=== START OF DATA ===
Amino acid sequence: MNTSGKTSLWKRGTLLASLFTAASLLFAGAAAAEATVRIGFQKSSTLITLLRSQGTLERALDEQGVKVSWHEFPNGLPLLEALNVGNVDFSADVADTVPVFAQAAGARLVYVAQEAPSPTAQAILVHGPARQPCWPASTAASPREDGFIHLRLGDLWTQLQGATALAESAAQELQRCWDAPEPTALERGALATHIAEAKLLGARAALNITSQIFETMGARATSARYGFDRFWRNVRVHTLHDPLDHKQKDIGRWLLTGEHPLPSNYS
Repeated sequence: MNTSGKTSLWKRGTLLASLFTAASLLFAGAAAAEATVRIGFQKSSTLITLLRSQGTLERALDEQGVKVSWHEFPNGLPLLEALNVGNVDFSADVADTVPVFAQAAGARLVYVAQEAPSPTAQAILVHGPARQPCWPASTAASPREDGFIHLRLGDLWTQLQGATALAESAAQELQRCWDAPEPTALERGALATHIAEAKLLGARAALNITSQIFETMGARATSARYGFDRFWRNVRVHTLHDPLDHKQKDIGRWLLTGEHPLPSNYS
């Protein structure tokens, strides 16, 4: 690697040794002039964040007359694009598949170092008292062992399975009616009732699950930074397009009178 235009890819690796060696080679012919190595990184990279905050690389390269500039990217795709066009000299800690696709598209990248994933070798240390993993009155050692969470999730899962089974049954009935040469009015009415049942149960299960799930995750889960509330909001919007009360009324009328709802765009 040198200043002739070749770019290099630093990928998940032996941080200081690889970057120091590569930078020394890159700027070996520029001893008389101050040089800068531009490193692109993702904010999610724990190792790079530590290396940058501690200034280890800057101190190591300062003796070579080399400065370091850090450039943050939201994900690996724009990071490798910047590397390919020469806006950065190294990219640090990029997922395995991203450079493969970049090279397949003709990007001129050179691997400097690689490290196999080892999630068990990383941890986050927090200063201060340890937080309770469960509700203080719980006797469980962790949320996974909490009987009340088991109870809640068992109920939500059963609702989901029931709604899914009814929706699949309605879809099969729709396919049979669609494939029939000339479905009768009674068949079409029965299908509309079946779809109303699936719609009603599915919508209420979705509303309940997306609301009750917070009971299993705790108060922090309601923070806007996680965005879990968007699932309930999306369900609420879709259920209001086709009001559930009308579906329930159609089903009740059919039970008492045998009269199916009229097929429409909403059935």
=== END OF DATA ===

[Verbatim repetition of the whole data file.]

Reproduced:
Amino acid sequence: MNTSGKTSLWKRGTLLASLFTAASLLFAGAAAAEATVRIGFQKSSTLITLLRSQGTLERALDEQGVKVSWHEFPNGLPLLEALNVGNVDFSADVADTVPVFAQAAGARLVYVAQEAPSPTAQAILVHGPARQPCWPASTAASPREDGFIHLRLGDLWTQLQGATALAESAAQELQRCWDAPEPTALERGALATHIAEAKLLGARAALNITSQIFETMGARATSARYGFDRFWRNVRVHTLHDPLDHKQKDIGRWLLTGEHPLPSNYS
Repeated sequence: MNTSGKTSLWKRGTLLASLFTAASLLFAGAAAAEATVRIGFQKSSTLITLLRSQGTLERALDEQGVKVSWHEFPNGLPLLEALNVGNVDFSADVADTVPVFAQAAGARLVYVAQEAPSPTAQAILVHGPARQPCWPASTAASPREDGFIHLRLGDLWTQLQGATALAESAAQELQRCWDAPEPTALERGALATHIAEAKLLGARAALNITSQIFETMGARATSARYGFDRFWRNVRVHTLHDPLDHKQKDIGRWLLTGEHPLPSNYS
């Protein structure tokens, strides 16, 4: 690697040794002039964040007359694009598949170092008292062992399975009616009732699950930074397009009178 235009890819690796060696080679012919190595990184990279905050690389390269500039990217795709066009000299800690696709598209990248994933070798240390993993009155050692969470999730899962089974049954009935040469009015009415049942149960299960799930995750889960509330909001919007009360009324009328709802765009 040198200043002739070749770019290099630093990928998940032996941080200081690889970057120091590569930078020394890159700027070996520029001893008389101050040089800068531009490193692109993702904010999610724990190792790079530590290396940058501690200034280890800057101190190591300062003796070579080399400065370091850090450039943050939201994900690996724009990071490798910047590397390919020469806006950065190294990219640090990029997922395995991203450079493969970049090279397949003709990007001129050179691997400097690689490290196999080892999630068990990383941890986050927090200063201060340890937080309770469960509700203080719980006797469980962790949320996974909490009987009340088991109870809640068992109920939500059963609702989901029931709604899914009814929706699949309605879809099969729709396919049979669609494939029939000339479905009768009674068949079409029965299908509309079946779809109303699936719609009603599915919508209420979705509303309940997306609301009750917070009971299993705790108060922090309601923070806007996680965005879990968007699932309930999306369900609420879709259920209001086709009001559930009308579906329930159609089903009740059919039970008492045998009269199916009229097929429409909403059935």